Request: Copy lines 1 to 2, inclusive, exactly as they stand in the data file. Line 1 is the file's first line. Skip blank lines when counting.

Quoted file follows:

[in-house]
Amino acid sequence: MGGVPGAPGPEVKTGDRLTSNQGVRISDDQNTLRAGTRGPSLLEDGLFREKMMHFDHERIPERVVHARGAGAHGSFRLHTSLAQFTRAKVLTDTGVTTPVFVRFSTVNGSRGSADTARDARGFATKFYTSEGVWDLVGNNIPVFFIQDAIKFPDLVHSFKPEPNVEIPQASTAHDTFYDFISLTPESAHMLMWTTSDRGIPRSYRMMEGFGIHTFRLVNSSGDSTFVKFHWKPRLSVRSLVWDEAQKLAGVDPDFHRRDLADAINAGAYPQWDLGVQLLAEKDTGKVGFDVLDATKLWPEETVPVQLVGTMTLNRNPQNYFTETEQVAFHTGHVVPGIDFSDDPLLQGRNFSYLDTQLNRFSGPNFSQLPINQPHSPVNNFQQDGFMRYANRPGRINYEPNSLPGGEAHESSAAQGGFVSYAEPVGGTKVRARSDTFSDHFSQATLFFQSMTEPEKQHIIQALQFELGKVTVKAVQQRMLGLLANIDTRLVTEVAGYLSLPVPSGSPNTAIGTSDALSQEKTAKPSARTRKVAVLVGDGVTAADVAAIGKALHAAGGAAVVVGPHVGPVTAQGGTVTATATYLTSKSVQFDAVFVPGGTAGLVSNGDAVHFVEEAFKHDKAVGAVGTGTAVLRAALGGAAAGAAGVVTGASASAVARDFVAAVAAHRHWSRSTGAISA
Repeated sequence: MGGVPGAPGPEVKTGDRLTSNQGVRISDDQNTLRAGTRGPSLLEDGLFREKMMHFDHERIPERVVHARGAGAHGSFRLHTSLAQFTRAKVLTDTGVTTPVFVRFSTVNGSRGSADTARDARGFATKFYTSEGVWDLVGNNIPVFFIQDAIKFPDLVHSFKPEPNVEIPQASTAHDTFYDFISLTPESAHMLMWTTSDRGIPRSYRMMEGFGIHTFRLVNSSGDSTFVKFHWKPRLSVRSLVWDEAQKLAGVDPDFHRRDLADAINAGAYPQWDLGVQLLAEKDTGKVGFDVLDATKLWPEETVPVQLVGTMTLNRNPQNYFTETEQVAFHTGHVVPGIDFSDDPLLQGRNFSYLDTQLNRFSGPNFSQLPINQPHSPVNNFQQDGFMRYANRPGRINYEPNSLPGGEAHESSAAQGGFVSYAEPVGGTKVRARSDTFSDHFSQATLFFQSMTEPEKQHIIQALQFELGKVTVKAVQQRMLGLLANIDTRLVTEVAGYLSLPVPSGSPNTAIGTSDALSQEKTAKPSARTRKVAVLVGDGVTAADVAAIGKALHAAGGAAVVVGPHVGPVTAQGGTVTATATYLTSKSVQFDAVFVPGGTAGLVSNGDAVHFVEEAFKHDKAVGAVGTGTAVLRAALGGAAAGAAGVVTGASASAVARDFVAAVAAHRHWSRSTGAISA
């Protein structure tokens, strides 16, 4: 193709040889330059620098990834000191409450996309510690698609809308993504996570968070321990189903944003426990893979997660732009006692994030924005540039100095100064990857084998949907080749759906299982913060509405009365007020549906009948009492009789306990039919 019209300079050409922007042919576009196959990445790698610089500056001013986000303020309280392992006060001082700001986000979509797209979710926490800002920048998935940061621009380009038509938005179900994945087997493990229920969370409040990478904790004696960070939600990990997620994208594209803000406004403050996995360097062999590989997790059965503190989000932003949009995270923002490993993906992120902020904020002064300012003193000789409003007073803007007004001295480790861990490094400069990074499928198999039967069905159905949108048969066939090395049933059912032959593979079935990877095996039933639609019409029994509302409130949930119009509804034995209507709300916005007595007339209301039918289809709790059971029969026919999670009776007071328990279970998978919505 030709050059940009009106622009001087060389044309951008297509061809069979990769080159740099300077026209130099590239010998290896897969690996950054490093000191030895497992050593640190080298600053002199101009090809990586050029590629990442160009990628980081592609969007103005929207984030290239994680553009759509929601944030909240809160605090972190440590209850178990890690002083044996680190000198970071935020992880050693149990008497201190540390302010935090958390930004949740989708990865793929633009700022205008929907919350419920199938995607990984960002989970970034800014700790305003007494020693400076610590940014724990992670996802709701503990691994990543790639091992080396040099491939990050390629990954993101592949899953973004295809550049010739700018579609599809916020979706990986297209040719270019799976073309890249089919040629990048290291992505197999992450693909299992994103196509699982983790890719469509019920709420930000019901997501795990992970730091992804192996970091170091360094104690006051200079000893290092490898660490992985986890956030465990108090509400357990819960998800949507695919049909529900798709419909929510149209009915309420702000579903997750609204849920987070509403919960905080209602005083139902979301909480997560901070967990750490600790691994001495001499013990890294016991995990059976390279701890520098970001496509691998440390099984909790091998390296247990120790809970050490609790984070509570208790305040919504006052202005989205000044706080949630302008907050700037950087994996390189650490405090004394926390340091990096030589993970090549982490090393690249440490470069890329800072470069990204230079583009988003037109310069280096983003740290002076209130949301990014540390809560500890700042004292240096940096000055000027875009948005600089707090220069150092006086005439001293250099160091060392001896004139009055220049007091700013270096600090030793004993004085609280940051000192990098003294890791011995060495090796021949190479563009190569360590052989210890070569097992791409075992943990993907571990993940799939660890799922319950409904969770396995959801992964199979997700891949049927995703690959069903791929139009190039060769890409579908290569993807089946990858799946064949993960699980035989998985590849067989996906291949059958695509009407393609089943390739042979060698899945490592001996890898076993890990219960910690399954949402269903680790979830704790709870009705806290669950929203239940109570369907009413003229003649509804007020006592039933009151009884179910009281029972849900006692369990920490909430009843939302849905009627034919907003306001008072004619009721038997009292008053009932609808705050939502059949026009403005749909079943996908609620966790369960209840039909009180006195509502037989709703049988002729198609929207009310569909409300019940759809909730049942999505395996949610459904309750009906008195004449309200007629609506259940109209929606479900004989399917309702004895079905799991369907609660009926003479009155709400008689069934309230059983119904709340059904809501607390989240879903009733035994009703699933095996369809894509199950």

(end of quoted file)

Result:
[in-house]
Amino acid sequence: MGGVPGAPGPEVKTGDRLTSNQGVRISDDQNTLRAGTRGPSLLEDGLFREKMMHFDHERIPERVVHARGAGAHGSFRLHTSLAQFTRAKVLTDTGVTTPVFVRFSTVNGSRGSADTARDARGFATKFYTSEGVWDLVGNNIPVFFIQDAIKFPDLVHSFKPEPNVEIPQASTAHDTFYDFISLTPESAHMLMWTTSDRGIPRSYRMMEGFGIHTFRLVNSSGDSTFVKFHWKPRLSVRSLVWDEAQKLAGVDPDFHRRDLADAINAGAYPQWDLGVQLLAEKDTGKVGFDVLDATKLWPEETVPVQLVGTMTLNRNPQNYFTETEQVAFHTGHVVPGIDFSDDPLLQGRNFSYLDTQLNRFSGPNFSQLPINQPHSPVNNFQQDGFMRYANRPGRINYEPNSLPGGEAHESSAAQGGFVSYAEPVGGTKVRARSDTFSDHFSQATLFFQSMTEPEKQHIIQALQFELGKVTVKAVQQRMLGLLANIDTRLVTEVAGYLSLPVPSGSPNTAIGTSDALSQEKTAKPSARTRKVAVLVGDGVTAADVAAIGKALHAAGGAAVVVGPHVGPVTAQGGTVTATATYLTSKSVQFDAVFVPGGTAGLVSNGDAVHFVEEAFKHDKAVGAVGTGTAVLRAALGGAAAGAAGVVTGASASAVARDFVAAVAAHRHWSRSTGAISA